MINNEAPOLIS (AP) — States in the northern plains are largely shutting down ahead of a massive winter storm that could dump up to 2 feet of snow in some areas, accompanied by strong winds and dangerously cold temperatures.
Many schools throughout the Dakotas, Minnesota and Wisconsin were called off for Wednesday, ahead of the storm. Offices closed, and so did the Minnesota Legislature, which won't reconvene until Monday. Emergency management leaders warned people to stay off the roads or face potential “whiteout” conditions due to the snow and fierce winds.
The storm will make its way toward the East Coast later in the week. Places that don't get snow may get dangerous amounts of ice. Forecasters expect up to a half-inch of ice in some areas of southern Michigan, northern Illinois and some eastern states.
The snowfall could be historic, even in a region accustomed to heavy snow. As much as 25 inches may pile up, with the heaviest amounts falling across east-central Minnesota and west-central Wisconsin, the National Weather Service said. Wind gusts could reach 50 mph and wind chills are expected to hit minus 50 degrees Fahrenheit (minus 46 degrees Celsius) in some parts of the Dakotas and Minnesota.
The Minneapolis-St. Paul area could see 2 feet (61 centimeters) of snow or more for the first time in over 30 years.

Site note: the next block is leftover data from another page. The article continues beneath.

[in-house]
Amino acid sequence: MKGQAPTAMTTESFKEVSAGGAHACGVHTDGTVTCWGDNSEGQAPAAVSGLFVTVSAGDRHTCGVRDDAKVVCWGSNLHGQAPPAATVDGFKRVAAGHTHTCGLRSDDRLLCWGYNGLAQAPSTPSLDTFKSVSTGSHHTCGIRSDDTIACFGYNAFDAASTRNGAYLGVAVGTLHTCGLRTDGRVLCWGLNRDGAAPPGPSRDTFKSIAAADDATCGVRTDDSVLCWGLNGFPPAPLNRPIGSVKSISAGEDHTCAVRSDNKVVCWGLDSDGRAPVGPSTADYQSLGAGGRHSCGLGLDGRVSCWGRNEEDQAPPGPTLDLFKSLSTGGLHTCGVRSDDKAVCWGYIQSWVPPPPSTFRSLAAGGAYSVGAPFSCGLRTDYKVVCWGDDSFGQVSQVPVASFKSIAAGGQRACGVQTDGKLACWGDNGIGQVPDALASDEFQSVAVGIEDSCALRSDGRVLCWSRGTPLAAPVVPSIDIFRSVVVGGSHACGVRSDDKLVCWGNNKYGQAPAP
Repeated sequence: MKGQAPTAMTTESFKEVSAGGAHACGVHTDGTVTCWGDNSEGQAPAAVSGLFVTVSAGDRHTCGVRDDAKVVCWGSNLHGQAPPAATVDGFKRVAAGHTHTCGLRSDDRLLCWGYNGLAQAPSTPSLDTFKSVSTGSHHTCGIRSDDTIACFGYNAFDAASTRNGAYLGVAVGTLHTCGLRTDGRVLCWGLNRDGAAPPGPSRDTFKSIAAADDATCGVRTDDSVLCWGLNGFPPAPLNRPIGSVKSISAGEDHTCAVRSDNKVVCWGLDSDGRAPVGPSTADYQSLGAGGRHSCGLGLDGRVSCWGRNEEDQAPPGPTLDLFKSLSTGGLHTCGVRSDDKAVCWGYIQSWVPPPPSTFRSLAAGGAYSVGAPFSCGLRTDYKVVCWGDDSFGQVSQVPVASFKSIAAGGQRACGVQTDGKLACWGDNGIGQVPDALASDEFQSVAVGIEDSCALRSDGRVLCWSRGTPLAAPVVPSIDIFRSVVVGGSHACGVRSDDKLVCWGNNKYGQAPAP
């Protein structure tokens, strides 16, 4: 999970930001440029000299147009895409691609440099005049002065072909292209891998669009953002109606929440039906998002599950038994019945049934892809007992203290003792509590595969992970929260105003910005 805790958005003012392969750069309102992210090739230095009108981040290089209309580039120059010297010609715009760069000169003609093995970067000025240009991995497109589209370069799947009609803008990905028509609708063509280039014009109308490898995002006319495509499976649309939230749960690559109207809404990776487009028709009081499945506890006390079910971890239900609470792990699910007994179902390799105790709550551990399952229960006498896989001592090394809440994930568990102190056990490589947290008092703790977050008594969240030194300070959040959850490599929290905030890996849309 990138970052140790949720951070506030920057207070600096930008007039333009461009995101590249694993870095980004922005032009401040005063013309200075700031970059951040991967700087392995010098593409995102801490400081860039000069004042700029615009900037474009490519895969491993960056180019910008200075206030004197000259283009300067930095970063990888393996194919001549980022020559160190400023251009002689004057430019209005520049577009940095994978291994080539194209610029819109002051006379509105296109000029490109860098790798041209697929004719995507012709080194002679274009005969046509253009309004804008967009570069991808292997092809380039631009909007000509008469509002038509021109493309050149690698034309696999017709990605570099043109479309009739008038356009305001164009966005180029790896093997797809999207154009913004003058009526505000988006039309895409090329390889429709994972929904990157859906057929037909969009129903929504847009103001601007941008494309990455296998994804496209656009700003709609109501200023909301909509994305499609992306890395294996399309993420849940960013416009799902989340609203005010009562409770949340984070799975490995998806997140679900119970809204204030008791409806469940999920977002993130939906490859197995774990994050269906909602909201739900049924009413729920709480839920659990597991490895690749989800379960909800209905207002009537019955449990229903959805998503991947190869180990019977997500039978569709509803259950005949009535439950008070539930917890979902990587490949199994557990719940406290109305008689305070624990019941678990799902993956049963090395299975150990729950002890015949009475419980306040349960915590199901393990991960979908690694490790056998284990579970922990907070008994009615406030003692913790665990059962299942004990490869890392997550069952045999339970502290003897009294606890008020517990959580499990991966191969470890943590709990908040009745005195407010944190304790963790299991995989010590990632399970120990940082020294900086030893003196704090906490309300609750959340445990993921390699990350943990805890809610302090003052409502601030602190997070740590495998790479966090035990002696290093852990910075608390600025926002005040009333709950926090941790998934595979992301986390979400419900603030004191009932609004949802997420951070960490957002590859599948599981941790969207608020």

Some families scrambled Tuesday to get shopping done before the weather closed in. At a Costco in the Minneapolis suburb of St. Louis Park, Molly Schirmer stocked up on heat-and-serve dinners and Mexican Coca-Colas, knowing that she and her two teenagers might get stuck at home.
“The schools are already preparing to go online, so the kids will probably be home doing online school,” Schirmer said of her 13- and 15-year-olds.
At another Costco in suburban Eagan, Larry and Sue Lick bought toilet paper, kitchen essentials and coffee ahead of the storm. They also rescheduled medical appointments and a family gathering, just to stay off the roads.
“It’s not so much our driving, but you’ve got to worry about everybody else driving, with so many accidents caused by people that don’t know the winter driving,” said Larry Lick, 77.
The weather service said the blizzard will actually involve two rounds. For the Minneapolis-St. Paul area, the first blast arrives Wednesday afternoon with up to 7 inches of snow. Round 2 starting later Wednesday and extending into Thursday is the real whopper, “with an additional 10 to 20 inches expected.”
Weather service meteorologist Frank Pereira said the system was expected to affect about 43 million Americans.
Temperatures could plunge to minus 15 to minus 20 degrees Fahrenheit (minus 26 to minus 29 degrees Celsius) Thursday and to minus 25 degrees Fahrenheit (minus 32 degrees Celsius) Friday in Grand Forks, North Dakota. Wind chills may fall to minus 50 degrees Fahrenheit (minus 46 degrees Celsius), said Nathan Rick, a meteorologist in Grand Forks.
Wind gusts of 35 mph will be common in western and central Minnesota, with some reaching 50 mph. That will result in “significant blowing and drifting snow with whiteout conditions in open areas,” the weather service said.